I continued to scan the brush and the mountain side for signs of Coco, hearing my friend’s call to her cat, in the distance. Her voice gets closer, and we intersect in an area of forest. No sign of Coco, and she is distressed. I then look over and realize there is a police officer in full uniform, with his back turned to us, standing in the woods, looking down the side of the mountain. I feel a little freaked out, because police officers here are not usually safe people to be around. Often, due to the poor conditions in their own life, and the survival mentality they share with the rest of the impoverished community, they imprison people for money, or will brutalize those they are threatened by, and will never be brought to justice for it. They also, have at many times been found to be laundering money or working for the drug cartels. To see a cop alone in forest on this mountain, far off the trail, is highly suspicious.
My friend, in her love for her fur child, and her desperation to find him, bravely approaches the police officer. He seems surprised, and as though he has been caught doing something he shouldn’t be doing. I half expect someone else to come running out from where had been looking. But, if there was someone else, they hid successfully. It just appeared to be him alone , by himself. My friend asked if he had seen Coco, and then gave him her number, requesting he and all his police friends call or text her if they see Coco. She walked back to me, and shrugged her shoulders.
We kept walking together for a bit, and then split up again. More clothes and deceptively white little trash bags strewn about the mountain. A special area for used condoms. An especially populated area of beer and tequila bottles. No Coco.
We decide to search the other side of the mountain, that is drier and filled with more brush and cactus. This side of the mountain recently burned in a brush fire, not long ago, as the dry season here is from November to March. We stick together this time, and decide we will take one of the little winding trails that will take us down the side of the mountain. We yell for Coco together, and make jokes about a man’s full outfit, from head to toe, that we find all together in a small area. We question where he ended up, and if it was cold for him to walk around naked. We laugh at the cactus near his shredded boxer briefs, and wonder what happened here.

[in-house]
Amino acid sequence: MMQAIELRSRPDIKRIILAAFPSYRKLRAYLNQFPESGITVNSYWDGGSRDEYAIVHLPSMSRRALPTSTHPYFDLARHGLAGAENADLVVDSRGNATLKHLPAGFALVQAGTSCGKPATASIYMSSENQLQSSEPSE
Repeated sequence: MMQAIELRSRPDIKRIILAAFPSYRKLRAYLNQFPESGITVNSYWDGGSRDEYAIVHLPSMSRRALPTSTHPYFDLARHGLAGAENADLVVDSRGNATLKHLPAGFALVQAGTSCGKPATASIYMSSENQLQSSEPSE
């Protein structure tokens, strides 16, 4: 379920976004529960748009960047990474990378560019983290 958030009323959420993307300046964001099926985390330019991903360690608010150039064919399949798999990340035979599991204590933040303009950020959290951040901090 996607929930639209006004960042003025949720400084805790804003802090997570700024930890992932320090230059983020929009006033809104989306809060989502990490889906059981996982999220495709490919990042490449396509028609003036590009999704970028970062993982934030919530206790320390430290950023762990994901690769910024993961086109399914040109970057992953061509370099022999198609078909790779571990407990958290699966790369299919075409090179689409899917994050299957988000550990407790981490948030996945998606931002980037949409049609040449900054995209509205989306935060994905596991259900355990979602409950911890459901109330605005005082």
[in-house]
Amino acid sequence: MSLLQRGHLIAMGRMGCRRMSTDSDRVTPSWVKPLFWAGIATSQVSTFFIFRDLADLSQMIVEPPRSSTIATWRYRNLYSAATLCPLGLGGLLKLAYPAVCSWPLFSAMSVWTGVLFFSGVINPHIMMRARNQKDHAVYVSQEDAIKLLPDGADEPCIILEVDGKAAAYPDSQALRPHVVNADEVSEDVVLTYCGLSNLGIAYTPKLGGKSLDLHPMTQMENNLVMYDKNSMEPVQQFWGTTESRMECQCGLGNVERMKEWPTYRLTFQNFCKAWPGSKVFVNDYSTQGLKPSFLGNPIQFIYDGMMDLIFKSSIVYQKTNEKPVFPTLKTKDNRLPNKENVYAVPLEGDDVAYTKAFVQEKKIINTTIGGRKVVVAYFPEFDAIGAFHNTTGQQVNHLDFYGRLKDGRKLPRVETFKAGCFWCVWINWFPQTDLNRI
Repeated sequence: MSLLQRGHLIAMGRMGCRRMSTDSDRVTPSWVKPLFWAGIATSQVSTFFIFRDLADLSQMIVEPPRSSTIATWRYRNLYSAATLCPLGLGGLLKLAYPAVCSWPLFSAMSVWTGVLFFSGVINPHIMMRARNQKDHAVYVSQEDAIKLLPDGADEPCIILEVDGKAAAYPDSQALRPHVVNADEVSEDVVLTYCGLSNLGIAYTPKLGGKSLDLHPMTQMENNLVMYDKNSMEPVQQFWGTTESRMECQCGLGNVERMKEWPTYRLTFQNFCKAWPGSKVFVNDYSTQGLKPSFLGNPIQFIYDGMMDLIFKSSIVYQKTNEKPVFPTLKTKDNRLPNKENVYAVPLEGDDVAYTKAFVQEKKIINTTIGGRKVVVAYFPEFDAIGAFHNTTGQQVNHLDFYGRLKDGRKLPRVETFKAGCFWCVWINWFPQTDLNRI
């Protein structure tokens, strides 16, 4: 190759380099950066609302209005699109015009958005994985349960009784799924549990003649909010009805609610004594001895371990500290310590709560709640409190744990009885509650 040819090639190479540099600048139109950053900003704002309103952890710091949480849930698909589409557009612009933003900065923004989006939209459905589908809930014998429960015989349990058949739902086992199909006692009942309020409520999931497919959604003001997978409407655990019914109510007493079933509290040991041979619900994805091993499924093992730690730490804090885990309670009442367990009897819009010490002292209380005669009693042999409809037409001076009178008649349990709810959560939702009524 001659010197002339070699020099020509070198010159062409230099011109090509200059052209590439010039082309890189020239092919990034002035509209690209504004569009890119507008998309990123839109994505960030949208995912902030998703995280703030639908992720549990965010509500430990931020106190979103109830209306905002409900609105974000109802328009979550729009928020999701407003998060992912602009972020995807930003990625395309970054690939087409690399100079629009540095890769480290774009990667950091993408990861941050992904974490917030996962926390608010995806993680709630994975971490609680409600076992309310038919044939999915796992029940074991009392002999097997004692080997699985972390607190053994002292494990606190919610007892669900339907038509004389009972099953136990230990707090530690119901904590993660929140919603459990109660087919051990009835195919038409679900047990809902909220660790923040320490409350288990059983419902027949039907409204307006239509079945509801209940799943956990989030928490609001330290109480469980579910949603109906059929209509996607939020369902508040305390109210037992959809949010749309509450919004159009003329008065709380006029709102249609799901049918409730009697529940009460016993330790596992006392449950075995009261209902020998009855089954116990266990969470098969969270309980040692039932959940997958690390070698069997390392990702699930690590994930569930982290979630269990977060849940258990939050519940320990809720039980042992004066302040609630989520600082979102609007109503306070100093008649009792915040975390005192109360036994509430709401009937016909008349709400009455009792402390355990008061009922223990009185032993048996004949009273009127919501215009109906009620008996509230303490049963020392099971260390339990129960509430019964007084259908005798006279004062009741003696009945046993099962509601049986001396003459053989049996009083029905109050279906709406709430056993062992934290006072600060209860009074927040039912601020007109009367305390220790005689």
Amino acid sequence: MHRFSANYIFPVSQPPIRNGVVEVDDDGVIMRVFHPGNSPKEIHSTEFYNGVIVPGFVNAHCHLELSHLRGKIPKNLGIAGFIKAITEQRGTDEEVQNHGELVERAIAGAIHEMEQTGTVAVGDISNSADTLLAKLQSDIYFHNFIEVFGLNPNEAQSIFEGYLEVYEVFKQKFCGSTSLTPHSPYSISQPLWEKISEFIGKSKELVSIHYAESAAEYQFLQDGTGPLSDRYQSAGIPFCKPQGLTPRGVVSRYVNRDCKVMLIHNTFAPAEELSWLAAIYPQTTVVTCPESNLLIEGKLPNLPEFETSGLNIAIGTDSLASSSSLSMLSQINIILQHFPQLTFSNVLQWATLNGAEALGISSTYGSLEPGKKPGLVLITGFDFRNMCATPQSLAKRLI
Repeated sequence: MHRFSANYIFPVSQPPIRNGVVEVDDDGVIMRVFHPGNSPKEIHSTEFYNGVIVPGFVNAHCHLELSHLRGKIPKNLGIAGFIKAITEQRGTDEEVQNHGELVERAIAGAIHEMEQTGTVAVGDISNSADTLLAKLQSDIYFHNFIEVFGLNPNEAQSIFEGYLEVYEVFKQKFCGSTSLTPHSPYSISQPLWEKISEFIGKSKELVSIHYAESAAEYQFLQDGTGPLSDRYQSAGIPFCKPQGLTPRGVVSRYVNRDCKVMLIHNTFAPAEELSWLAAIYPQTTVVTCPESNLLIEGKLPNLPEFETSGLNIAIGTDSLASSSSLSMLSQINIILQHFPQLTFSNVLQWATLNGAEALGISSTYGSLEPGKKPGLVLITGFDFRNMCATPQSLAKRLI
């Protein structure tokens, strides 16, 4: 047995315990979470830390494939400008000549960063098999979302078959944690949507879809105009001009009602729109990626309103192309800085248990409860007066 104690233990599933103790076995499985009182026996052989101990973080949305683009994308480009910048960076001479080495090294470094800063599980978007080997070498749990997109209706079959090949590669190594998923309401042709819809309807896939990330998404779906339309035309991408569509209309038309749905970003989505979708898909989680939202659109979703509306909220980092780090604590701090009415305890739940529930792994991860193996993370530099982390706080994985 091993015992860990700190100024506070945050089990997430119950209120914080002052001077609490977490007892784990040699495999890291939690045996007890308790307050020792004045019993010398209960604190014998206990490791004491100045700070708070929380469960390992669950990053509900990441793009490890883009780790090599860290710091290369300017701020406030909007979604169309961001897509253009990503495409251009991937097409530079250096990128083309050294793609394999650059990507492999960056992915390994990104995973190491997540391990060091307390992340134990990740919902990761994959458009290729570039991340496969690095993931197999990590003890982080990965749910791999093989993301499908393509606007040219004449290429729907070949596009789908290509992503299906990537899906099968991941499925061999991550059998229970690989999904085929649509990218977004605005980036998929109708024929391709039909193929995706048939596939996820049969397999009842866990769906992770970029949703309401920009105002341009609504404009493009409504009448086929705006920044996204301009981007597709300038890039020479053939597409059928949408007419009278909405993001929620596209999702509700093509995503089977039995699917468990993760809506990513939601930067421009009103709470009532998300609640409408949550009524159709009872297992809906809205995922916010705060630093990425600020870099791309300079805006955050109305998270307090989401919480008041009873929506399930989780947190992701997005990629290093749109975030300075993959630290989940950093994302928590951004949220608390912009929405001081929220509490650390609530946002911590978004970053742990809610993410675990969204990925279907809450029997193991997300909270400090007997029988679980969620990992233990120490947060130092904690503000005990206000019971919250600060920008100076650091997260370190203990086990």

As we walk along the trail, and exit onto a paved road that goes along the side of the mountain, we begin to ask anyone and everyone we see, who appears to live in little shacks on the side of the mountain, about whether they have seen Coco. We come to an un-built plot of land with more brush, and a few trees. I see some movement from the corner of my eye, about fifty feet ahead and to my far right. My friend and I both end up seeing it. Then the backside of a man comes into view, popping up from a squat in the brush, biting the end of a plastic water bottle in his mouth. He pulls up his pants, and keeps walking down the mountain side, completely oblivious to the fact that two women above just caught the tail end of his pooping session. My friend and I look at each other and ask if the other saw that too. I guess he needed to go, and this was the best he could do.
We keep walking and calling for Coco. No sign of his body, and no response from him. We end up walking through the burned brush, and then walk around the side of the mountain, only to scale up another side again.
We do this for hours, then set about to begin the next phase of our search.
As we walk towards my friend’s house, I feel grateful she asked me to be her moral support, and scale the weird terrain of this mountain, with her. Perhaps she chose me because I am a foreigner, and am more naive about the forest and what awaits one there? My naively sourced courage has perhaps made me the ideal candidate who would venture in alone? Or, perhaps out of the many friends this Mexican woman has here in this community, she picked me because she knew I would show up for her, despite my own discomfort, to support her finding her Coco?
Yesterday, I found in myself, a devotion to supporting my friends, that bypasses my own discomfort with spontaneity and traversing the unknown. And, I am grateful to her and Coco, because they helped me find it!